Saturday, November 9, 2013

Menachem Elon on the Concept of Halachah

I rather like how he explains this:

[From "Jewish Law"]

Mishpat ivri is a part of the corpus of the Halakhah.  Before defining mishpat ivri and discussing its nature, the meaning and content of the concept of Halakhah must be briefly examined.
     The term Halakhah is used in a number of different senses.  In its most general and usual sense, Halakhah refers to the normative portion of the Oral Law (Torah she-be-al peh).  In this sense, Halakhah is used to contrast with Aggadah (or Haggadah), which denotes, inter alia, wise and ethical sayings, philosophical meditations, and admonitions.  The Halakhah includes all of the precepts in Judaism--those laws involving the commandments concerning the relationship between people and God ('bein adam la-makom') as well as those laws applicable to relationships in human society ('bein adam le-havero').
     The root of the word Halakhah is halokh ('to go').  As explained by Nathan b. Jehiel of Rome, the author of the Arukh:  '[It is] something that proceeds [lit. 'goes and comes'] from beginning to end, or according to which Israel [i.e. the Jewish people] conducts itself [lit. 'the path in which Israel goes'].'  Perhaps a clue to the correct philological explanation of the term Halakhah is furnished by a baraita that states:
'It was taught in the school of Elijah:  Anyone who studies halakhot is assured of a place in the world to come, as Scripture says:  'His ways (halikhot) are everlasting.'  Do not read it as 'His ways' (halikhot) but read 'His laws' (halakhot).'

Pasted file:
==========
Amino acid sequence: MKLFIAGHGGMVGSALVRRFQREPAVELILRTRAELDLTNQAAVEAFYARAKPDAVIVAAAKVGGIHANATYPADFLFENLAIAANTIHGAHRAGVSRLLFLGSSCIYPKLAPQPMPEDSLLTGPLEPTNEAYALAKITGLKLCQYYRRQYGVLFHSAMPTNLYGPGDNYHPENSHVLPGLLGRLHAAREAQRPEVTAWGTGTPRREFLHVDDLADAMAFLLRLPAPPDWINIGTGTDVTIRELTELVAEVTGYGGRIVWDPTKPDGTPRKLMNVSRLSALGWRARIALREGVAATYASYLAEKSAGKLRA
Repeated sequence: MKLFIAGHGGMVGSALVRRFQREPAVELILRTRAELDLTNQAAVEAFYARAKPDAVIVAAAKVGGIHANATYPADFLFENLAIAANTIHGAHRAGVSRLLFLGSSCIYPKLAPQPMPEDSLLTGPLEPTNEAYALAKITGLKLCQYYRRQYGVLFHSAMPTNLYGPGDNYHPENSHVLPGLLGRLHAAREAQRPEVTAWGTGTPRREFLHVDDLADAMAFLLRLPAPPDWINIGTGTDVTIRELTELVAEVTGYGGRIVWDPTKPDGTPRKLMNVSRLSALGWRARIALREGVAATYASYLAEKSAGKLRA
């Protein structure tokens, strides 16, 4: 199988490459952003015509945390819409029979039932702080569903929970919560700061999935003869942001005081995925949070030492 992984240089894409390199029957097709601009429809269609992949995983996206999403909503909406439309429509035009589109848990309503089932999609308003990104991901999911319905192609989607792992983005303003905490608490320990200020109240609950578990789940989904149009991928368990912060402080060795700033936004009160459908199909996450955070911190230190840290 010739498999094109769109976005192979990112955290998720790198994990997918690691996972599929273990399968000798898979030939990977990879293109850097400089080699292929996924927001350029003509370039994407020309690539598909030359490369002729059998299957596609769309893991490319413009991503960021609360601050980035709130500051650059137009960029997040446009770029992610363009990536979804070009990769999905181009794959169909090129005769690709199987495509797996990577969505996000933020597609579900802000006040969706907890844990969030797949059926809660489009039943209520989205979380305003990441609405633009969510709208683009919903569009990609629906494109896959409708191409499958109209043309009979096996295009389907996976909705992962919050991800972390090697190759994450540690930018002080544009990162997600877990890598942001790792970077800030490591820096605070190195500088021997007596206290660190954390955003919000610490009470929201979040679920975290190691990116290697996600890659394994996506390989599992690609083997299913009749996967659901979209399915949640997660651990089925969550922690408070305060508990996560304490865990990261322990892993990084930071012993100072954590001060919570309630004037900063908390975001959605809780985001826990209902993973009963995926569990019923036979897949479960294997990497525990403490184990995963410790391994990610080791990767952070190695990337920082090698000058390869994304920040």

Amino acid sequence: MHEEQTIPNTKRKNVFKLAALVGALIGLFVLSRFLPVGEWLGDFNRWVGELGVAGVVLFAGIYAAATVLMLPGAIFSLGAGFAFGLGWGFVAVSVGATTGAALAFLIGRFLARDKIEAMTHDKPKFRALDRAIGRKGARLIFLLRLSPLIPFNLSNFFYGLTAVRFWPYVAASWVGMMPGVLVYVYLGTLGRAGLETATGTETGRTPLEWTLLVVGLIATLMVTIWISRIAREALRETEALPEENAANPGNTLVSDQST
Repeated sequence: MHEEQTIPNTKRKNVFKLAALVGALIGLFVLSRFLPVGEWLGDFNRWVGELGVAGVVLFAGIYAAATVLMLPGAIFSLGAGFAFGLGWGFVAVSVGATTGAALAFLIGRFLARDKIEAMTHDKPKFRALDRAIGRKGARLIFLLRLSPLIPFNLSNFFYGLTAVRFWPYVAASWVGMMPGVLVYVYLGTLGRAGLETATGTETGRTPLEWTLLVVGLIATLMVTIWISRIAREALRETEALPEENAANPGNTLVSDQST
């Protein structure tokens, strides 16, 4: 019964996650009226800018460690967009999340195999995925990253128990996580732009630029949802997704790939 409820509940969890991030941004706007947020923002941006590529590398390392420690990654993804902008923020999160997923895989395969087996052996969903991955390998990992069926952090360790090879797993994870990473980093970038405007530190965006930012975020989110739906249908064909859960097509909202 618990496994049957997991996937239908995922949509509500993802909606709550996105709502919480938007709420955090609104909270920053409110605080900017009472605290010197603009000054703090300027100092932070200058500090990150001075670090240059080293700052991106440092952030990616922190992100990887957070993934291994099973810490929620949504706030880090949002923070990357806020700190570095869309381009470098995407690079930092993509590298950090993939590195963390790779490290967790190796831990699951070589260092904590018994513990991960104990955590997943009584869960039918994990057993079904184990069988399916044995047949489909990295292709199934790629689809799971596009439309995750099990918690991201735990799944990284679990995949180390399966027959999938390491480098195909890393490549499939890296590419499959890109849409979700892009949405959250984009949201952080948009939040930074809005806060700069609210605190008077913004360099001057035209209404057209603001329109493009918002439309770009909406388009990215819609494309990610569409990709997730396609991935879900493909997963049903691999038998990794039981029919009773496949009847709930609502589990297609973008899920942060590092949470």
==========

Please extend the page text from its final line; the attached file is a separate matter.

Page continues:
The term halakhah was given additional meanings in Talmudic literature.  (When used in this work in other than its general and usual sense, it is written with a small 'h.')  Sometimes, halakhah designates 'the law' in the sense of a binding decision or ruling on a contested legal issue, as in the frequently used expression:  'The law (halakhah) is in accordance with the opinion of R. Judah.'  Sometimes, halakhah refers not to the content of a particular precept but to its literary form.  When a particular precept is stated as being derived form a verse in the Torah, it is called midrash; when it is presented on the basis of its own authority, in abstract form, it is called halakhah.  The word halakhot (plural of halakhah) is also used to indicate a collection of a particular category of normative, or even non-normative, rules."

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